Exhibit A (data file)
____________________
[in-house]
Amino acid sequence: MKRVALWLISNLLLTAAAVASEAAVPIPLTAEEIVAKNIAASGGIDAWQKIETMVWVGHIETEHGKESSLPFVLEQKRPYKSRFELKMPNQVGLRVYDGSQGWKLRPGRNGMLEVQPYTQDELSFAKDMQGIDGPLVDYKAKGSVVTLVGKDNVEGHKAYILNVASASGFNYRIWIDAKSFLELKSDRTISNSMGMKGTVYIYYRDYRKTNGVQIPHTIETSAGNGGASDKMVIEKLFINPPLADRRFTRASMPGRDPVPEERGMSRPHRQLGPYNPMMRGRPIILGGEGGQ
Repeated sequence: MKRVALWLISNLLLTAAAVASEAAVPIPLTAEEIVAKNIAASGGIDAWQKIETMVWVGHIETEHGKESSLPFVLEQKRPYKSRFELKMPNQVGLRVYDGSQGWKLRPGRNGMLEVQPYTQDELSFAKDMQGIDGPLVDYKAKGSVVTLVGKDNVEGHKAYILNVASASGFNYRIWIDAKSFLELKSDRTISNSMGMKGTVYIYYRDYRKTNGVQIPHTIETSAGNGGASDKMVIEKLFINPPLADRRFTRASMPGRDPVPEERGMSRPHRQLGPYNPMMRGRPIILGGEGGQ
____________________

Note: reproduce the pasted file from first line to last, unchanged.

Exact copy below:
[in-house]
Amino acid sequence: MKRVALWLISNLLLTAAAVASEAAVPIPLTAEEIVAKNIAASGGIDAWQKIETMVWVGHIETEHGKESSLPFVLEQKRPYKSRFELKMPNQVGLRVYDGSQGWKLRPGRNGMLEVQPYTQDELSFAKDMQGIDGPLVDYKAKGSVVTLVGKDNVEGHKAYILNVASASGFNYRIWIDAKSFLELKSDRTISNSMGMKGTVYIYYRDYRKTNGVQIPHTIETSAGNGGASDKMVIEKLFINPPLADRRFTRASMPGRDPVPEERGMSRPHRQLGPYNPMMRGRPIILGGEGGQ
Repeated sequence: MKRVALWLISNLLLTAAAVASEAAVPIPLTAEEIVAKNIAASGGIDAWQKIETMVWVGHIETEHGKESSLPFVLEQKRPYKSRFELKMPNQVGLRVYDGSQGWKLRPGRNGMLEVQPYTQDELSFAKDMQGIDGPLVDYKAKGSVVTLVGKDNVEGHKAYILNVASASGFNYRIWIDAKSFLELKSDRTISNSMGMKGTVYIYYRDYRKTNGVQIPHTIETSAGNGGASDKMVIEKLFINPPLADRRFTRASMPGRDPVPEERGMSRPHRQLGPYNPMMRGRPIILGGEGGQ